The life-cycle of a movement usually starts as an issue emerges inspiring individuals to act and organize. Founding groups in a movement are organized (NAACP, wilderness society, Teamsters, Amnesty International) get formed and grow.  The new groups recruit talent and pulll together power to create change. As staff increase in skills, build personal and professional networks and talents, a percentage of the talented staff, Board members or funders get increasingly frustrated by the decisions of managers (boards, brands, etc) or politics (wrong message, wrong focus, to conservative or to radicle) so these talented staff split off to create splinter operations that compete directly for media, members, attention of policy makers and funders.

 The basic barriers to entry and the overhead with being a political issue group have gone down toward zero.  In the last ten years the tools to organize, collect information and broadcast messages has dropped drammatically.  The overhead of running an organizaiton has dropped so much that new groups start up quickly and can compete with the same tools as the best funded groups.  These new start ups can survive with less money and provide the niche organizing that the public wants.  Additionally, the overhead of running an operation has dropped and is so low that both groups remain in operation and are likely to continue.  

 The trend willnot go away unless there is an increase barriers to entry or drastically increase overhead costs to stay in business (both unlikely). Political and issue organizing is a complex and chaotic environment in which we want many or all organizers to survive. In fact, we care about overall market share of people engaged and growing the base of people that wish to be a part of organizing for change. We know that the new groups often reach new segments and work on new issues so we are always interested in pushing new organizing to a new edge.  We care about growing the overall engagement and overall success not the allocation of interests and members within individual groups.  

 The problem that has emerged is that as the cultural forces splinter organizing units into smaller and smaller factions the issues that must be addressed grow in scale and quicken in tempo.  Issues such as balancing influence of multi-national corporations, climate crisis, human justice and dignity on an international scale, war, natural resource management and child safety have spiraled into global issues requiring extensive power to track, evaluate and promote solutions.  Even in the US, our own government has take to moving prisoners overseas to complicate the extension of ability to address oversight by US activists groups.

Simply, the problems we want to address are getting bigger while the mechanisms working on the problems are getting smaller. Smaller groups are becoming more powerful but the sum of the smaller groups’ power is significantly less than the potential power of the whole.   

Given the transformation this trend represents to organizing, it is essential to actually solve the challenge of enabling a highly fractured network to work together in an advocacy and issue context.  It is essential to invest in the strategy, training, analysis, research, tools and platforms that enable relationship building to occur and it is essential to train a new generation not just of managers but of network leaders.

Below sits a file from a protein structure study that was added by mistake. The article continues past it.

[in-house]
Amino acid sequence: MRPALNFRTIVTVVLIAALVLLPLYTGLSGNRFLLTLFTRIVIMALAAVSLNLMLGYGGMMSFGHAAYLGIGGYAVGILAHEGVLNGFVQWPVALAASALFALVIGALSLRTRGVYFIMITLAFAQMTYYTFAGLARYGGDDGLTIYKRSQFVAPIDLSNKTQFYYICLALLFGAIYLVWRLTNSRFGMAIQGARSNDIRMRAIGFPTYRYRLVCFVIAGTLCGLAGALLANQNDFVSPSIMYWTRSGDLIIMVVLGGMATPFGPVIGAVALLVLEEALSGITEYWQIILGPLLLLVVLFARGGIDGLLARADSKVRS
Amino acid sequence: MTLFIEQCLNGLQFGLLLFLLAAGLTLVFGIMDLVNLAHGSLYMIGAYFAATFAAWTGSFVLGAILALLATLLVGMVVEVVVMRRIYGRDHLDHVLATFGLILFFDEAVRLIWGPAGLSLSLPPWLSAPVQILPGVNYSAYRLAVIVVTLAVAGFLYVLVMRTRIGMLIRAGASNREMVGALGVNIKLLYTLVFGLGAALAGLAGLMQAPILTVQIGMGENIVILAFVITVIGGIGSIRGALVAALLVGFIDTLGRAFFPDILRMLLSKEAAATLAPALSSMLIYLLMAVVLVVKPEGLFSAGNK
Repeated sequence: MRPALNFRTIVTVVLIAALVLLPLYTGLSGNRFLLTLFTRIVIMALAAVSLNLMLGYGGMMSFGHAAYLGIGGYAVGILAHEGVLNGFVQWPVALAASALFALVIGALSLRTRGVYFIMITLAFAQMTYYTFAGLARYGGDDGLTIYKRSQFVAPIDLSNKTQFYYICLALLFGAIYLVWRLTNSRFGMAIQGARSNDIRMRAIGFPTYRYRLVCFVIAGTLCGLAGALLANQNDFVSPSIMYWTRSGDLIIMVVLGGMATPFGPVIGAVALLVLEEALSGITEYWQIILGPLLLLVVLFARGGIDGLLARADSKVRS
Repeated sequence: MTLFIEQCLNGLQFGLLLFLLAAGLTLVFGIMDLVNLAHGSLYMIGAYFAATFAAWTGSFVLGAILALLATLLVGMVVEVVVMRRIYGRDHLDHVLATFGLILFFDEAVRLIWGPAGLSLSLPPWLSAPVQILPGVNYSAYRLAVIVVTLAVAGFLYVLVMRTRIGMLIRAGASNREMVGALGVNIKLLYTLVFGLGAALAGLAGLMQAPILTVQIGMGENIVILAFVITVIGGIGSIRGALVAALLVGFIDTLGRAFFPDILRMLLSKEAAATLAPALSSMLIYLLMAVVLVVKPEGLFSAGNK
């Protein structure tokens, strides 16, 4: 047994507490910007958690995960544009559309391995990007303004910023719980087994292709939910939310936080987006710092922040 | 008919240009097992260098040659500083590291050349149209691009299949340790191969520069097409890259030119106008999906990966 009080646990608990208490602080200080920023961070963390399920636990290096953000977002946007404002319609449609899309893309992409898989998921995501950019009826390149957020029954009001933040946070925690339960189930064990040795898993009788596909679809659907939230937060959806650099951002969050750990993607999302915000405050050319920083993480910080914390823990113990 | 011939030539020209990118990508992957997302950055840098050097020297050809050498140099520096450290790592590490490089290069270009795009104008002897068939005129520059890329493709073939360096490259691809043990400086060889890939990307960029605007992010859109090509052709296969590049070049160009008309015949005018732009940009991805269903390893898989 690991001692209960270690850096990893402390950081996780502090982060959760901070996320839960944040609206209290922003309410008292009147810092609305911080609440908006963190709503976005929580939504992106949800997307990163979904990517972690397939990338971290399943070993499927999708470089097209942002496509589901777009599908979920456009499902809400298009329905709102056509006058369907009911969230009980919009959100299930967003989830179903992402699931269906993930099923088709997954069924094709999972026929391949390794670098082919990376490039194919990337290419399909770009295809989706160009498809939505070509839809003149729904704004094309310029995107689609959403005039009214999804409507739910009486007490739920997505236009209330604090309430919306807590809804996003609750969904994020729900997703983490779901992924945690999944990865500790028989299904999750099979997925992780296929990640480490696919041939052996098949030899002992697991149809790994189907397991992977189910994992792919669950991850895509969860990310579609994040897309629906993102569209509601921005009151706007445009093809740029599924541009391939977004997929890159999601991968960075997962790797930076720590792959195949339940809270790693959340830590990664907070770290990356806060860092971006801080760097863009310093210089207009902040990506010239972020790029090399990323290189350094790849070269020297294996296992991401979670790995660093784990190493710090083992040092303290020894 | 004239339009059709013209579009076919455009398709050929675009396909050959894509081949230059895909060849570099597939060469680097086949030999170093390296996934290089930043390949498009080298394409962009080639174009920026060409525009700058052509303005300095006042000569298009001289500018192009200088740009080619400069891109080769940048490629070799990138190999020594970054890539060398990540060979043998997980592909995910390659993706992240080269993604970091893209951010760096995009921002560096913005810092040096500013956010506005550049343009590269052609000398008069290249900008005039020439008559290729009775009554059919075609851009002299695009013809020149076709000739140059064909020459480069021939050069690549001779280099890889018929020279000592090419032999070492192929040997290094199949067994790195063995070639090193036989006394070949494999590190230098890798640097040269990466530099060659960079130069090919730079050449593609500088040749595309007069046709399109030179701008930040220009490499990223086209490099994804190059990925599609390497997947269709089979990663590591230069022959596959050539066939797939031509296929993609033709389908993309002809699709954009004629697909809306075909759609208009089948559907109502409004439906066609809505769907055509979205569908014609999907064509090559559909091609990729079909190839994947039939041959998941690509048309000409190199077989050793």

"Choices Reveal Who We Are" & Who We Are Is Shaped by our Choices.

I always enjoy Valdis Krebs' perspectives on networks. The way Valdis sees the world is interesting and this riff is no different.  Getting the data on what users hi-lite is in a way like a peek into a deeper  level of our behavior than just the books we follow and the friends we keep but gets at a level of data that may reveal why we like that book, or maybe why we like those people.  

It is not just the also-bought data that matters (which books bought by same customer), it is what we specifically find interesting and useful in those books that reveals deep similarities between people -- the hi-lites, bookmarks and the notes will be the connectors.  Our choices reveal who we are, and who we are like!

via www.thenetworkthinkers.com

When the choices available are shaped by our culture and policy, the reverse of this statement starts to become haunting.

The choices we have available to us, reveals who we are and who we can become. Working to shape fair choices, healthy choices, and uplifting choices  is at the core of lots of policy and social advocacy work. 

 


Guerrilla Libraries .. The Network Coordination. Old Phone Booths as Network Hubs.

Is there any screening process for the books? For instance, do you try to include great works of literature, or perhaps focus on more accessible and popular novels?

I want everything and anything. I don't have much of a budget, so all the books are donated from people that live nearby and off my own shelves, so everything from Oprah-approved to Jane Jacobs. And obviously as people leave their own books, I'd want the collection to become a record of the interests of that particular site.

A next site I have in mind is near a public school, and I'm trying to get a good collection of children's books.

via www.theatlanticcities.com

This is beautiful.  The real human network finding ways to leverage resoruces (love the art angle). This is the "open source" of library organizing.  Find extra capacity or resources built into the basic unit then use network production to leverage it.

Where does it go from here?  

  1. Create a common vision on the future of the open library. (The "leave one. take one" network?)
  2. TXT to sign in an volunteer as a librarian. Text sends reminders. Send photos 
  3. Encourage people to sign the book when they return it so people get a sense of community in the asset.